Directed by Seth Ickerman
Notable cast: Elisa Lasowski, Anders Heinrichsen,
Christian Erickson, Joëlle Berckmans
It would be both easy, and understandable, to want to call Blood
Machines surreal, to say that's it's an experiment of style over substance.
I don't even think you could call someone wrong for saying so, although I don't
agree. For one, the plot is firmly rooted and consistent with its lore.
Admittedly, it's exceptionally dense lore with no entry point, no exposition,
only what you infer from itself and its predecessor (we'll touch on that
momentarily), and what you osmose from official sources and a little bit
online. In a way that would make it more in line with something like Primer,
though not as pretentious or narratively satisfying. More emotionally so perhaps.
The real best place to start is with French Synthwave music,
or more specifically Carpenter Brut. After releasing three EPs, collected on an
LP known as Trilogy, Brut started a working relationship with French directing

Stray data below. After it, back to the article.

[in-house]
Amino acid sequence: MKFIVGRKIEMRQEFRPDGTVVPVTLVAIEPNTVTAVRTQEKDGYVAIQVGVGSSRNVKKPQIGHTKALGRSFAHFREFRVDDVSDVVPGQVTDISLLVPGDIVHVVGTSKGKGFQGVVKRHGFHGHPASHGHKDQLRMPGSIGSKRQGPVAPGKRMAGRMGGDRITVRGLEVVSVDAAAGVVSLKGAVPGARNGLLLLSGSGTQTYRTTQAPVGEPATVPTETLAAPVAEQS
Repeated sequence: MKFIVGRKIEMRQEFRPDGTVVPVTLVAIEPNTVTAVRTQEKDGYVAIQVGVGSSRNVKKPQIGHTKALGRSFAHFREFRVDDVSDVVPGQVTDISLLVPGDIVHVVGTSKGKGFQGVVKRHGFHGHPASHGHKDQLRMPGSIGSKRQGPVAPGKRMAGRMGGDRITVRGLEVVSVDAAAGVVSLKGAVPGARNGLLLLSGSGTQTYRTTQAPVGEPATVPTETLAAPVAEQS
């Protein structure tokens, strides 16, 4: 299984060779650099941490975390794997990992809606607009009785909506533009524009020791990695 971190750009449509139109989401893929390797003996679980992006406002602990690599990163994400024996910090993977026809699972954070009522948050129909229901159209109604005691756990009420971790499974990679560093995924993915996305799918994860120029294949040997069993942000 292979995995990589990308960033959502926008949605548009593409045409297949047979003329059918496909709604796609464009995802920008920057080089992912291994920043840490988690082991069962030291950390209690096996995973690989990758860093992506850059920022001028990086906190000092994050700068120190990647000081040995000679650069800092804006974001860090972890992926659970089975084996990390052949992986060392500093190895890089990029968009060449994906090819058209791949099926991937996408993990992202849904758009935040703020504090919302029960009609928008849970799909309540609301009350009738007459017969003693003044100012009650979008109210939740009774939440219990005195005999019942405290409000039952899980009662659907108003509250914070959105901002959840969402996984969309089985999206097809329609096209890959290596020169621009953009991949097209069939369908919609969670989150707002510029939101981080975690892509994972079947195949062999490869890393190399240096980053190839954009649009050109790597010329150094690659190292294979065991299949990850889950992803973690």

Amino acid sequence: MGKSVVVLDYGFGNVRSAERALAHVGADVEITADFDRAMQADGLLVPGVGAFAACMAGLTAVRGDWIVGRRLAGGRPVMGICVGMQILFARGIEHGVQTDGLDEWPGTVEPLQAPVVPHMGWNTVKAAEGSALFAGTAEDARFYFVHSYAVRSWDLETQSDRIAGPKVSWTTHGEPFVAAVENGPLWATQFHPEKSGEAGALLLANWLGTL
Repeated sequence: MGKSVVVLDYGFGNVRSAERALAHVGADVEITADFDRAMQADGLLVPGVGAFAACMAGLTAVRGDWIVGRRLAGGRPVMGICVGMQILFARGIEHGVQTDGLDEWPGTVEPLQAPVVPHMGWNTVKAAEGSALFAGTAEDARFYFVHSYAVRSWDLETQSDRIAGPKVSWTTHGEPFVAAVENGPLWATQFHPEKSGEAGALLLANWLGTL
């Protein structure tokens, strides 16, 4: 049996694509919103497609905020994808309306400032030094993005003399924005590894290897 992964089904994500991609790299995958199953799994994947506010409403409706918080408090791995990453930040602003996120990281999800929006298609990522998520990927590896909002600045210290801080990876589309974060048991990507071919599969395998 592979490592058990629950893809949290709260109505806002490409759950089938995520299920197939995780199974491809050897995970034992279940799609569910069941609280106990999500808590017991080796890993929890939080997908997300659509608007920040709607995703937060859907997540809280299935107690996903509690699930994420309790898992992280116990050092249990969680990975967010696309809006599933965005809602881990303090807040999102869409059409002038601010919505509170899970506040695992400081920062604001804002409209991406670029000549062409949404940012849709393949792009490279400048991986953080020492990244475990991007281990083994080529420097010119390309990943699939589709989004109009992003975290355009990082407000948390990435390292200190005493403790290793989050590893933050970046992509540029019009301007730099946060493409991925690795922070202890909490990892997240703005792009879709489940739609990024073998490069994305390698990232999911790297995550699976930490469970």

duo (under a single pseudonym) Seth Ickerman, loaning his music to a trailer of
theirs leading ultimately to Ickerman directing all of the music videos from
Trilogy. Of those, the video Turbo Killer captured the imaginations of both
fans and Brut himself, leading ultimately to a film sequel in the form of Blood
Machines. I think this context is an important lens to view this movie
through, as it informs the style and sound of it. Despite the obviously deep
and seemingly well-thought-out universe, there is very little dialogue and
everything, especially the climactic set-piece, is set to great metal and
horror-inspired synthwave music, scored by a returning Carpenter Brut.
The story, such as it is, is that in deep space a rogue AI
has crashed on an alien planet. A pair of rogue AI hunters, so-called
"blade runners" (no one accused it of being subtle just vague), have
followed the ship "Mima" housing it and when a mysterious group of
nomads confronts the hunters and seemingly gives the Mima's AI a human form the
captain of the ship takes one of the nomads hostage, killing the others.
Defying orders from his superior to salvage the ship the blade runners instead
chase the Mima's AI, a being they do not understand.
Whether or not they did, it definitely looks like they built
everything practically or in miniature, as things have a stunning gravity to
them. All the more impressive as everything becomes more and more bombastic, as
they chase the AI to a ship graveyard that all leads to one of the most
visually exciting climaxes I've seen in a while, juxtaposing ballroom dancing
with epic space combat.
Blood Machines definitely isn't an experience for
everyone, but if you were ever curious about what a goth Baz Luhrman space
opera would look like, this is a pretty cool example.